This week we celebrate the festival of Passover (Pesach), retelling the 3,000-year-old story of the 10 plagues and how the Angel of Death killed the firstborn Egyptian males but passed over the Jewish homes.
However, this Pesach Seder when we sit around the table and recite the “Ma Nishtana” (why this night is different to all other nights), we will retell how the “Angel of Death” and its accomplice COVID-19 killed over 2.7million people and infected another 122 million.
The miraculous story of the Jewish people’s plight for freedom from Egypt and the exceptional story of the freedom of the 5.1 million vaccinated Israelis will be overshadowed by the loss of loved ones and the emotional and economic traumas suffered by the whole world due to the pandemic.
Two weeks later, we will add salt to our emotional wounds by mourning the six million Jews that perished in the Holocaust and then a week later we will commemorate the 24,000 Israelis who died defending their country. That same night we will celebrate Israel’s Independence day.
Why do we schedule such an emotional rollercoaster ride every year?
Are we setting a Jewish training ground for emotionally resilient generations?
How do you mourn death and celebrate life on the same day or the same week?
Recently, my brother attended the wedding of his niece in the most unlikely place – the oncology ward at Ichilov Hospital in Tel Aviv. The mother of the bride, Rita, learned the day before that her cancer was terminal and that she had just one week to live. Her daughter, Melanie, was engaged to get married two weeks before so with all her strength for the joy of life, Rita told her daughter to marry ASAP. They decided the next day which happened to be on the festival of Purim – the day we retell the 2000-year-old story of the saving of the Jewish people from the wicked Haman who was planning to kill all the Jews of Persia.
In a whirlwind of emotions, family and friends rallied together to fulfill Rita’s dying wish and prepare a beautiful wedding in just one day. Invitations, a Rabbi, a Ketuba, a wedding dress, the hairdresser, flowers, photographer, Doctor’s consent, etc, and let us not forget the COVID-19 restrictions.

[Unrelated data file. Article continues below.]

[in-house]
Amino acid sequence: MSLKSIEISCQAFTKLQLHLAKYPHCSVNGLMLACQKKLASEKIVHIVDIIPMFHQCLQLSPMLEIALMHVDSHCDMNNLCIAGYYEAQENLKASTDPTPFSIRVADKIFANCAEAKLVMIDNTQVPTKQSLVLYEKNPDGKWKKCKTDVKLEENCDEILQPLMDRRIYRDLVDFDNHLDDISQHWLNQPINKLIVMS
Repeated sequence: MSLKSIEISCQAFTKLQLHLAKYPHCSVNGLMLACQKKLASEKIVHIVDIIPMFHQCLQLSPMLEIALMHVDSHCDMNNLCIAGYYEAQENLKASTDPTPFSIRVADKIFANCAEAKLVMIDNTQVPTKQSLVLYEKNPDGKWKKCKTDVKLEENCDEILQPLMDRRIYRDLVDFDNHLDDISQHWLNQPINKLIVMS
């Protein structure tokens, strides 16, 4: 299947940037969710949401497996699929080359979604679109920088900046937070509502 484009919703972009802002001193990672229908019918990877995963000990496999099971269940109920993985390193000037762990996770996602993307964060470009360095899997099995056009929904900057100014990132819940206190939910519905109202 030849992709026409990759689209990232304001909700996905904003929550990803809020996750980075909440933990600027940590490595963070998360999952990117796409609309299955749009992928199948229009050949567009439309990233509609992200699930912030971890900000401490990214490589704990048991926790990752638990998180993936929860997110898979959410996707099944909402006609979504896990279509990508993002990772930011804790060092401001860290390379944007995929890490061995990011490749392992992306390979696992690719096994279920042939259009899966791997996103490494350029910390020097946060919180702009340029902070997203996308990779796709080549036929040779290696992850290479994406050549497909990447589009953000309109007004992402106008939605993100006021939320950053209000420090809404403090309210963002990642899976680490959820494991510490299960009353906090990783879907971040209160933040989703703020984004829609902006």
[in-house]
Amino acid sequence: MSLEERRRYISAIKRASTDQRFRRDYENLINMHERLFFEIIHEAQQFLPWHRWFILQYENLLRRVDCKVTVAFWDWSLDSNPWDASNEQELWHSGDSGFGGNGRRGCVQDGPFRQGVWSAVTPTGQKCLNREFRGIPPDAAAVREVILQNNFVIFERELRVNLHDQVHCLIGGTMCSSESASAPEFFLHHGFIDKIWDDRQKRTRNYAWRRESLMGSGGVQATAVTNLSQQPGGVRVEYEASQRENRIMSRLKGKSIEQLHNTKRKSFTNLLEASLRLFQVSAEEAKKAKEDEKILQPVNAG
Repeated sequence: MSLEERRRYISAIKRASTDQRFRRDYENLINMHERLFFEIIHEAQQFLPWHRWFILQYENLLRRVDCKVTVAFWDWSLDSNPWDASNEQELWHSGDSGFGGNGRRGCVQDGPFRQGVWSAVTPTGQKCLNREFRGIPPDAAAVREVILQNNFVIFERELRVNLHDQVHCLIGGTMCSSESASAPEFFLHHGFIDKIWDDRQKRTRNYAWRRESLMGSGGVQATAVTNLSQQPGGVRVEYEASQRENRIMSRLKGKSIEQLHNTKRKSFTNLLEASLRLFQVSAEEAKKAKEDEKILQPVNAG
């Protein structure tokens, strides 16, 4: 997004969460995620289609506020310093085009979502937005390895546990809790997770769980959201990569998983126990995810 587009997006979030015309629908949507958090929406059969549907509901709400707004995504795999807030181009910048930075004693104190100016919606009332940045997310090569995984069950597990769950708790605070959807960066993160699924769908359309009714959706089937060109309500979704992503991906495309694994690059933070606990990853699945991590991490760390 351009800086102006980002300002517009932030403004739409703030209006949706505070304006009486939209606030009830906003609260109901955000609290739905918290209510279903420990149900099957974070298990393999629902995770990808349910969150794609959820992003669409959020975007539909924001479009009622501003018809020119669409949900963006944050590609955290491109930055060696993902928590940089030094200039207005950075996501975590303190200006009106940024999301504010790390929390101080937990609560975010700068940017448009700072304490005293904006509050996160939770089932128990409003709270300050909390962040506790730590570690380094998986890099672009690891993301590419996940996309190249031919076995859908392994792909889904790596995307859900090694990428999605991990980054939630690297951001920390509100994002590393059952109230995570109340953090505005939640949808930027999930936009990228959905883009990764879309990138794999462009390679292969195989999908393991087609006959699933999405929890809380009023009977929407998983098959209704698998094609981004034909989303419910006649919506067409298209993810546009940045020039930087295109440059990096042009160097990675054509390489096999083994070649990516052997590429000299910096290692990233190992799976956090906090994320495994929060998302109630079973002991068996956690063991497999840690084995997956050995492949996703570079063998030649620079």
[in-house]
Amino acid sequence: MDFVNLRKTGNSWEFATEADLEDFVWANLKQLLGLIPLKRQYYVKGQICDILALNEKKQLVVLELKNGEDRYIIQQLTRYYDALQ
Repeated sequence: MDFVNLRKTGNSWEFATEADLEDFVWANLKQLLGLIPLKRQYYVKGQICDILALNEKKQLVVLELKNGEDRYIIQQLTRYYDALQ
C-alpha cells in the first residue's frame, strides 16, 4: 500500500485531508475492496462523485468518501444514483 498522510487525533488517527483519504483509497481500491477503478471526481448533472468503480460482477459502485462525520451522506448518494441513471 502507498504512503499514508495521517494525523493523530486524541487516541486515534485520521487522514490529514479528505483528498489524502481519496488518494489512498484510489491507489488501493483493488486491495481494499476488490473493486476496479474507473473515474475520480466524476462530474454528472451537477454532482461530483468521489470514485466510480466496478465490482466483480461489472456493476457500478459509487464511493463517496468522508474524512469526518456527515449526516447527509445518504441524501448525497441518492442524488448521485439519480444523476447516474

24 hours later, Rita, eyes glowing, dressed in white in her hospital bed joined her daughter under the chuppah. Surrounded by her family and friends, doctors and nurses, Melanie clasped her flowers in one hand and her mother’s hand in the other. Tears of sadness, pain, and fear mingled with tears of pride and joy.
I wish I had known Rita better. In all the family gatherings I met her, she was that vivacious Brazilian woman always ready to Samba with life.
In fact, for the past 5 years, Rita had been teaching the dance of life called Biodanza – a system that integrates music, movement, and authentic interactions to provide experiences of intense perception of being alive in the here-and-now. Each session helps participants to recover their joy and vitality and to celebrate the sacredness of life.
Between the many rounds of chemotherapy, Rita would show up to classes ready to motivate and inspire her students to feel their free-moving bodies feel the spirit of joy.
In her passing, as in her life, Rita was surrounded by song, dance, love, and joy. On a perfect spring day, one week after the wedding, Rita was buried in flowers surrounded by her family, friends, and many people from the Biodanza community.
It may sound strange but I have never experienced such a beautiful funeral. Tears and smiles and love beaming from everyone Rita had touched. As the Chevra Kadisha respectfully left, a spontaneous circle formed with singing. Songs of angels and gratitude to the joys of life – Gracias A La Vida!
The challenges of the past year have forced people to rethink their values and priorities. Daily news of the number of deaths by corona has created fear and anxiety. Online meditation and mindfulness courses are flourishing. The world is different and this Seder night will be very different from all other nights.
This week, as we read the Haggadah and talk about the deadly impact the pandemic had on our lives, we should take a moment to think of all those families who are grieving and to be grateful to the family, friends, and health care workers who helped us get through this historic global nightmare.
When we sing “Echad Mi Yodea” (who knows 1 ) and get to number 11 – the stars in the sky that Joseph dreamt of, we should be thanking our lucky stars that we were spared from the coronavirus.
So this week as we breathe in the fresh spring air and feel our renewed freedom while picking up the crumbs of matza and our lives, may we be mindful of the miracle of our breath, and take the opportunity to dance and sing with the Angel of Life.